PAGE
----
NCERT Solutions for Class 12 English Kaliedoscope Poetry Chapter 4
Kubla Khan or a vision in a dream a fragment is one of the greatest poems written by romantic poet Samuel Taylor Coleridge. Written in opium hallucination, Coleridge Class 12 English Kaleidoscope Chapter 4 retells the desire of a fictional Chinese emperor Kubla Khan.
By following Class 12 English Kaleidoscope Chapter 4 solutions, students will understand the complexities of human dreams. Here the speaker envisions a landscape surrounding Xanadu, the Chinese emperor’s summer palace.
Narrator envisions this place as the epitome of pleasure, beauty, and violence. Coleridge contrasts the desire of a human with his limitation through imagery. The poet transports the readers to a world where the beauty lies parallel to unpleasant visions.
This duality of human emotions is explained briefly in the NCERT solutions with meanings of specific terms. A learner would easily distinguish between the symbolism and imagery indicated by Coleridge by revising from these solutions.
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Understanding The Poem
1. Does the poem have a real geographical location? How does the poet mix up the real and the imaginary to give a sense of the surreal?
Ans: In the poem, Coleridge mentions how Kubla wanted to build a dome untroubled by any of the natural forces. He wanted to create a private world deprived of change. The poet wanted to build a dome in the air with the forces of nature, which would reveal poetics and truth. He wanted to build something that would easily fit into the natural movements of the world. One example of how a poet connects reality with imagination is the Alf River. In this way, the poet adopts certain figures from the real world and binds them with imaginary concepts.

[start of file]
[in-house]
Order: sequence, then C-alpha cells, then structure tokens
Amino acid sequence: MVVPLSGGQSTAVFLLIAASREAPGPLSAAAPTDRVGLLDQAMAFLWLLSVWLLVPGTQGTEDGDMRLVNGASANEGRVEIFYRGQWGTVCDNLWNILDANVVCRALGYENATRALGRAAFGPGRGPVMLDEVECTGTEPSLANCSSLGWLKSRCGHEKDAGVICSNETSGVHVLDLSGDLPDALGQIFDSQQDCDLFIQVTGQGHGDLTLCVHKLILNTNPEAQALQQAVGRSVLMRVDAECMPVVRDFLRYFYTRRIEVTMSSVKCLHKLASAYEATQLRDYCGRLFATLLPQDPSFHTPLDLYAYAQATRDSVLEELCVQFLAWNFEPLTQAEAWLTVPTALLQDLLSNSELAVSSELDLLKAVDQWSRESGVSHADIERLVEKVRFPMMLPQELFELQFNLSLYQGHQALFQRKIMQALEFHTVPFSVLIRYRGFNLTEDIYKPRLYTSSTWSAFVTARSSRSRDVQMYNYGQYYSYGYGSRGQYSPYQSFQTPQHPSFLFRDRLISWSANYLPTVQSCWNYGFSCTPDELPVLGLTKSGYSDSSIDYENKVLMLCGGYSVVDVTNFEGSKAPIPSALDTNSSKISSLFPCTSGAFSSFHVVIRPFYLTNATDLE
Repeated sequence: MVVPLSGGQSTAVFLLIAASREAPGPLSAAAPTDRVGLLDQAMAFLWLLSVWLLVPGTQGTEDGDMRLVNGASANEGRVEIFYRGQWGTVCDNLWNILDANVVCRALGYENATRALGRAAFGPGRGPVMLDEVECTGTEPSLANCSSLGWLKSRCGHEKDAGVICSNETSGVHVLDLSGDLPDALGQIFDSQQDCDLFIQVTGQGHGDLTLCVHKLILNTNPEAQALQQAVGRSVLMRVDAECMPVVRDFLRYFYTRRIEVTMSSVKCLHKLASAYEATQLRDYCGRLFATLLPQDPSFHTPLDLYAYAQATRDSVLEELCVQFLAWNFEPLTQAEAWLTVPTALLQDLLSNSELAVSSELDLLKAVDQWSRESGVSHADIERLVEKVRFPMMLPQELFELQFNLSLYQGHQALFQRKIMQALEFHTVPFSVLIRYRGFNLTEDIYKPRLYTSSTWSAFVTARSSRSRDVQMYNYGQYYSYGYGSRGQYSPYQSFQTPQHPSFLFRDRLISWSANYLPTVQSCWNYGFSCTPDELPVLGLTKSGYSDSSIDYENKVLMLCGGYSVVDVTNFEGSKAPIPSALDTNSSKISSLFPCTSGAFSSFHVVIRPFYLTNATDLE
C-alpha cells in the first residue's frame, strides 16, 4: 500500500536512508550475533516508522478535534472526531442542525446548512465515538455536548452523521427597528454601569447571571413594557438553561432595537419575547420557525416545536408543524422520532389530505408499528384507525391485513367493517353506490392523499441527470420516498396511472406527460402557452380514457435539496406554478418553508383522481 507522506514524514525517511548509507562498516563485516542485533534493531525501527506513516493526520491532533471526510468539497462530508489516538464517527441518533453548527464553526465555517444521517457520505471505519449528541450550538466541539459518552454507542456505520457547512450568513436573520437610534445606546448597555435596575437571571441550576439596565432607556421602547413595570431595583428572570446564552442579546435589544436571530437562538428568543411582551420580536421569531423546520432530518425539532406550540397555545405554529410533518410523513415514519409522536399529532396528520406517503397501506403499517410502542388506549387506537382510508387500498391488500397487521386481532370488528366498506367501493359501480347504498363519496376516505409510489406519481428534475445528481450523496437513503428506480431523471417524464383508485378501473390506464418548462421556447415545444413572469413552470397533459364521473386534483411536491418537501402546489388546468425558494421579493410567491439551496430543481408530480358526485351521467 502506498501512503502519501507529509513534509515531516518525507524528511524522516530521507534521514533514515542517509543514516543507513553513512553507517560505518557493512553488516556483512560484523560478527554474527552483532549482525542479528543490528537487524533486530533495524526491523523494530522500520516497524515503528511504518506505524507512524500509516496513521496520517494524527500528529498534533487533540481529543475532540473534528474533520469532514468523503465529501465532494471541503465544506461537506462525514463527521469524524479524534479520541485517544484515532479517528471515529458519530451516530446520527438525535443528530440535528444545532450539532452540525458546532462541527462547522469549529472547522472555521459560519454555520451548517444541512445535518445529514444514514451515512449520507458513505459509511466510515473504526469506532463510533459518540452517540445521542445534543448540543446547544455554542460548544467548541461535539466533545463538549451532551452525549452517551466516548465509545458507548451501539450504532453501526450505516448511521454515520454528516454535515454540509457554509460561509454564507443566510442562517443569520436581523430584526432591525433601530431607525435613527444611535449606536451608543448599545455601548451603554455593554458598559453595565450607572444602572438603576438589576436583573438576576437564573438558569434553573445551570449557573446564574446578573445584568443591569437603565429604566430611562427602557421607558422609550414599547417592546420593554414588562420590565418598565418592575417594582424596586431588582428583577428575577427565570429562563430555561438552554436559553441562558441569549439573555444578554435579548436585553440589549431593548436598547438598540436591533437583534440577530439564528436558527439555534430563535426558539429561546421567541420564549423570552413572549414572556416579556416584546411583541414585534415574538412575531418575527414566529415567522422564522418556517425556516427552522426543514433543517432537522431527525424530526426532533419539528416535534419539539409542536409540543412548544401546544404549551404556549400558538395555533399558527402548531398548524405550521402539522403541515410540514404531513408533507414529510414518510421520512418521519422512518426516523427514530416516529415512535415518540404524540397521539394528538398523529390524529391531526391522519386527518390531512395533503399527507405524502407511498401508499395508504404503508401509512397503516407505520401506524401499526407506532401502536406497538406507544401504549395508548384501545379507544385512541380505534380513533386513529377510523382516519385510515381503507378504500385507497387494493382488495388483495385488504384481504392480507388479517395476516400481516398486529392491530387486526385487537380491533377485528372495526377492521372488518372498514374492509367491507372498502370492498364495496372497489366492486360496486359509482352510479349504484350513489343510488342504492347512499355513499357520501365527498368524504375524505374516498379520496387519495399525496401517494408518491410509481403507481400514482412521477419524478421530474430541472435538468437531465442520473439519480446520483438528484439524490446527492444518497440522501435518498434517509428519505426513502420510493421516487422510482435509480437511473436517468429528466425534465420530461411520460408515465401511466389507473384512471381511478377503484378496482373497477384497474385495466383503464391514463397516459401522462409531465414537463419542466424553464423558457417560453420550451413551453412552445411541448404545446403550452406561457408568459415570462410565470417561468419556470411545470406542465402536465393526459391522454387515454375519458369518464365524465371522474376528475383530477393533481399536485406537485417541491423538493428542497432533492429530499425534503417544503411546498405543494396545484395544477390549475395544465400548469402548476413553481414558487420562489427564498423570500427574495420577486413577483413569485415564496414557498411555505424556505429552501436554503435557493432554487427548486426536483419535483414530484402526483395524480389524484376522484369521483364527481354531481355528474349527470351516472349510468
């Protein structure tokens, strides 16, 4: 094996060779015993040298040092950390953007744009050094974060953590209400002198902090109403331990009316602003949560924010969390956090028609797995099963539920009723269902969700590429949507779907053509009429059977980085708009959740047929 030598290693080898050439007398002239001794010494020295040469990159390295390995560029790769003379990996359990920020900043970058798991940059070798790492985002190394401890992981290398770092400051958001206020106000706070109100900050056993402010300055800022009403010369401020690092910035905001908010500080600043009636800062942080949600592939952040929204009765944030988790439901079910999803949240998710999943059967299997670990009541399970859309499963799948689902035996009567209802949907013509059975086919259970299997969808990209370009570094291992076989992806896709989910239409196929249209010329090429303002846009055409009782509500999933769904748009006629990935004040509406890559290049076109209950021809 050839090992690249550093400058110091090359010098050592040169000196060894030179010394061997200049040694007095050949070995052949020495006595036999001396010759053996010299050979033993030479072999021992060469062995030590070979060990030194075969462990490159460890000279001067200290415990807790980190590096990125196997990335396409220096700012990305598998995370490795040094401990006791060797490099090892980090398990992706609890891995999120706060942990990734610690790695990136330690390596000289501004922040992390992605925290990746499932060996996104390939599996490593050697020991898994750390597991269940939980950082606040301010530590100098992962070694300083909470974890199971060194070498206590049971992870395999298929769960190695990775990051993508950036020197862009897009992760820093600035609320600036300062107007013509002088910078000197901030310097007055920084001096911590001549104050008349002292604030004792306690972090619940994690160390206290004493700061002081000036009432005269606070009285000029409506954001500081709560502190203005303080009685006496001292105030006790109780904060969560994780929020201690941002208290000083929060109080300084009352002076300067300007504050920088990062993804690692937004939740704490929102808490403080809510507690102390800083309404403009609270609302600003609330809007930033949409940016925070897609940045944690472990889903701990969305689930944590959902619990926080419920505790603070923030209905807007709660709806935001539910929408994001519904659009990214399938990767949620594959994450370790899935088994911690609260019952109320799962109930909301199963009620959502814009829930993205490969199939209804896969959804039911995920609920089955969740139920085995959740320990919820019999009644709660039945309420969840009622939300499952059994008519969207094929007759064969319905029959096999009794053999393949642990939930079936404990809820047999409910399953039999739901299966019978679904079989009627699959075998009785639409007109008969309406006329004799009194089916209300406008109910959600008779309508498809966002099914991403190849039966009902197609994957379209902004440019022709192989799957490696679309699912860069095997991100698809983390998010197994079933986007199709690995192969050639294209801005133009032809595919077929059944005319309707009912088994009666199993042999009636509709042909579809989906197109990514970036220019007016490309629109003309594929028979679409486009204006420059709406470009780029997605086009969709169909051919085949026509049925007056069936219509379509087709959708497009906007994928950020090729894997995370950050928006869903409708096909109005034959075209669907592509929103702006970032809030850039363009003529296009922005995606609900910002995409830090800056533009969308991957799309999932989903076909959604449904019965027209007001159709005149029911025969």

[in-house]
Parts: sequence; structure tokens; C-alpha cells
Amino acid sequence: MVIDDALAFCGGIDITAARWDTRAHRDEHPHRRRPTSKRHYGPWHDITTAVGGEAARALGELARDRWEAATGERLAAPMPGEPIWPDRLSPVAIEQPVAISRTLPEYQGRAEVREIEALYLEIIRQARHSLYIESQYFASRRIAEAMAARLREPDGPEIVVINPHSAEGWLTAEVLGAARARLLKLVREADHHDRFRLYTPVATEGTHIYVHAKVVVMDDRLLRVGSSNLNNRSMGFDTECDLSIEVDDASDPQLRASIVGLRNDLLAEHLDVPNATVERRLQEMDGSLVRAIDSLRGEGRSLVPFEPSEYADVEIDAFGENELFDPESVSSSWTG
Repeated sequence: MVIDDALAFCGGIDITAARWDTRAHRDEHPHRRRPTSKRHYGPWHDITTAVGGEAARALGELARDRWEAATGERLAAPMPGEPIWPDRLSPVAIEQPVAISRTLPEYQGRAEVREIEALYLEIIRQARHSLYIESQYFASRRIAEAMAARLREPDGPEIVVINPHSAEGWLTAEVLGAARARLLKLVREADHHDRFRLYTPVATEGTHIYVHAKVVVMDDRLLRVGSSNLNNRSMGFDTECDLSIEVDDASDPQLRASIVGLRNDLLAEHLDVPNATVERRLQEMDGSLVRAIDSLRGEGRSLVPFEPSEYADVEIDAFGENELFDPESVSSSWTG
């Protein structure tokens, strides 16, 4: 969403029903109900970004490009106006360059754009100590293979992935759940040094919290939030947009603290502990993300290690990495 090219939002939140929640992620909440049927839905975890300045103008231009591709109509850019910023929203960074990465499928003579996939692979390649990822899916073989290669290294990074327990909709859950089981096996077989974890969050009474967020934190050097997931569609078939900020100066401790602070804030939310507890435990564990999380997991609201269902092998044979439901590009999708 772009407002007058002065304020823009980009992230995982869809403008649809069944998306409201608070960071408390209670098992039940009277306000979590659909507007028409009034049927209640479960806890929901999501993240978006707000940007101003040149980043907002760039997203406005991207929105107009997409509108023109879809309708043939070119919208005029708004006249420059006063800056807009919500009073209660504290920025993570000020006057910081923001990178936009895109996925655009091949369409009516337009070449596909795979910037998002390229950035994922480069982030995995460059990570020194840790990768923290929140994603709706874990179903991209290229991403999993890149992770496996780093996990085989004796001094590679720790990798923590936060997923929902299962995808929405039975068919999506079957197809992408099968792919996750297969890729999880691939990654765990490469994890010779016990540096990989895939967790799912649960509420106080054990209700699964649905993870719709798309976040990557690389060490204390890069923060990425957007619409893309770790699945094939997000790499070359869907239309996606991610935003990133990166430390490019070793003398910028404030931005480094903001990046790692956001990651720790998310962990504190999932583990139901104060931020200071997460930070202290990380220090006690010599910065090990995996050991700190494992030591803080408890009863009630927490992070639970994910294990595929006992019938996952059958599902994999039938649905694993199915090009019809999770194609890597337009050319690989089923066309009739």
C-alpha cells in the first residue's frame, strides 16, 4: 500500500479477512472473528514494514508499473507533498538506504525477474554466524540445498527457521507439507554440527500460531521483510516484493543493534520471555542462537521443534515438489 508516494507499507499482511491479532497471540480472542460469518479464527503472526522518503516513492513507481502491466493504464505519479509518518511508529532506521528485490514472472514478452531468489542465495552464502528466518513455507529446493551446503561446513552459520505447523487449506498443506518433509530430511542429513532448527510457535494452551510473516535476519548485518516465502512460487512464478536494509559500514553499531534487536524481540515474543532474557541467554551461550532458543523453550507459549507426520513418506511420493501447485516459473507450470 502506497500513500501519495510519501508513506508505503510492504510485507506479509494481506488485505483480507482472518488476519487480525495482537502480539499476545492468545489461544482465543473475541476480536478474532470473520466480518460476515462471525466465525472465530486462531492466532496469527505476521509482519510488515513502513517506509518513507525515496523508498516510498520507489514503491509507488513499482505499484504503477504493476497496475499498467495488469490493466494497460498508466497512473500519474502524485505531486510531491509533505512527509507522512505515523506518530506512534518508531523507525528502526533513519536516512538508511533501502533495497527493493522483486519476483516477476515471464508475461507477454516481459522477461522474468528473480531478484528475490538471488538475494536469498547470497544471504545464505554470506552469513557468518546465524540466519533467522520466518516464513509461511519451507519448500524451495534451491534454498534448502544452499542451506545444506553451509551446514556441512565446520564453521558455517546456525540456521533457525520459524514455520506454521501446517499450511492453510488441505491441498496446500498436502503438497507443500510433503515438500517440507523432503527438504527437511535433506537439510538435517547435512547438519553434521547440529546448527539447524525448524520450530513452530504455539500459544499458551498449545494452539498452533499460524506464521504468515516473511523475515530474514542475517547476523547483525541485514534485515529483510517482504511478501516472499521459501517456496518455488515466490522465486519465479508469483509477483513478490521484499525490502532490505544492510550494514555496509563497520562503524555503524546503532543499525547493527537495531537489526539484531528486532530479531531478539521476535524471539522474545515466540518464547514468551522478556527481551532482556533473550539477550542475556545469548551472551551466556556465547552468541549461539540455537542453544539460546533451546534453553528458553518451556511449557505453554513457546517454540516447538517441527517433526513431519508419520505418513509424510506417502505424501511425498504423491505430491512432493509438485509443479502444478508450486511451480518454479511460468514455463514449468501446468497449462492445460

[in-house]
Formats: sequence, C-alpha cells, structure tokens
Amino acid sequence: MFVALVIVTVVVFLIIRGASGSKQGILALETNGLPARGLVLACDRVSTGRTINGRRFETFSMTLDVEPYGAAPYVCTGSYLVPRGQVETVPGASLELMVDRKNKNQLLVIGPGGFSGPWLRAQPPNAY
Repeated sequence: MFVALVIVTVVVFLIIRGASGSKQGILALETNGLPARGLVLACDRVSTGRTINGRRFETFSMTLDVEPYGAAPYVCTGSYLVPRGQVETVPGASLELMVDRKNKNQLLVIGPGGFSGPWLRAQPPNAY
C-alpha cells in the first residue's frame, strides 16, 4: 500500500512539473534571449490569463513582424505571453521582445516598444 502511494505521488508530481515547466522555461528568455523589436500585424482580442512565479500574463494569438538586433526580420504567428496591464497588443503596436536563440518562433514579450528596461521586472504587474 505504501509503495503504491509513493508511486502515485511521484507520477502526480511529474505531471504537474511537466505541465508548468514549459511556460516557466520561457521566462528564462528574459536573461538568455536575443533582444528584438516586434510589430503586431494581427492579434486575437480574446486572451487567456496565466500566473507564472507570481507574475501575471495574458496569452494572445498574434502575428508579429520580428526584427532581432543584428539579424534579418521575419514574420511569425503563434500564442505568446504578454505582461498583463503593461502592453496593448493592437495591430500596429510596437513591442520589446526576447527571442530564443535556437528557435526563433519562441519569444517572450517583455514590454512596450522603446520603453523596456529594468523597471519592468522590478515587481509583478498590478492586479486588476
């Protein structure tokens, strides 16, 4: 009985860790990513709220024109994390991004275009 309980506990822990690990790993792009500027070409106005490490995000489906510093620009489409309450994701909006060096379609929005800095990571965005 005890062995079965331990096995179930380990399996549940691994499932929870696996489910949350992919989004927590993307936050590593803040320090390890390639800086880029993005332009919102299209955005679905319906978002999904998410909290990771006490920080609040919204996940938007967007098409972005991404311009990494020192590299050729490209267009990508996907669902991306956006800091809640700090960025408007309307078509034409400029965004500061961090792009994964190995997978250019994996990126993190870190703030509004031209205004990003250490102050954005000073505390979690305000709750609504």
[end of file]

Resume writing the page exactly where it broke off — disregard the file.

2. Pick out
a. Contrasting images that are juxtaposed throughout the poem
Ans: Contrasting images in the poem are as follows:
The noisy, active, and sinister little river, Alph is shown a calm, quiet, and peaceful garden of the poem.
The ocean is also shown as gloomy and mysterious rather than a sunny, warm forest.
The dome feels warm, whereas the caves are cold, freezing, and icy.
The “wailing woman” is compared with her lover described as a “demon.”
b. Images that strike the eye and images strike the ear, both positive and negative.
Ans: The images that strike the eyes are
The imagery of the name “Kubla Khan” invalidates the mysterious, trance-like effect Coleridge is searching for.
The visual descriptions- “gardens bright and sinuous rills,” “incense-bearing tree,” “sunny spots of greenery,” and “forests ancient as the hills” provide an effect of some dreamy recollection.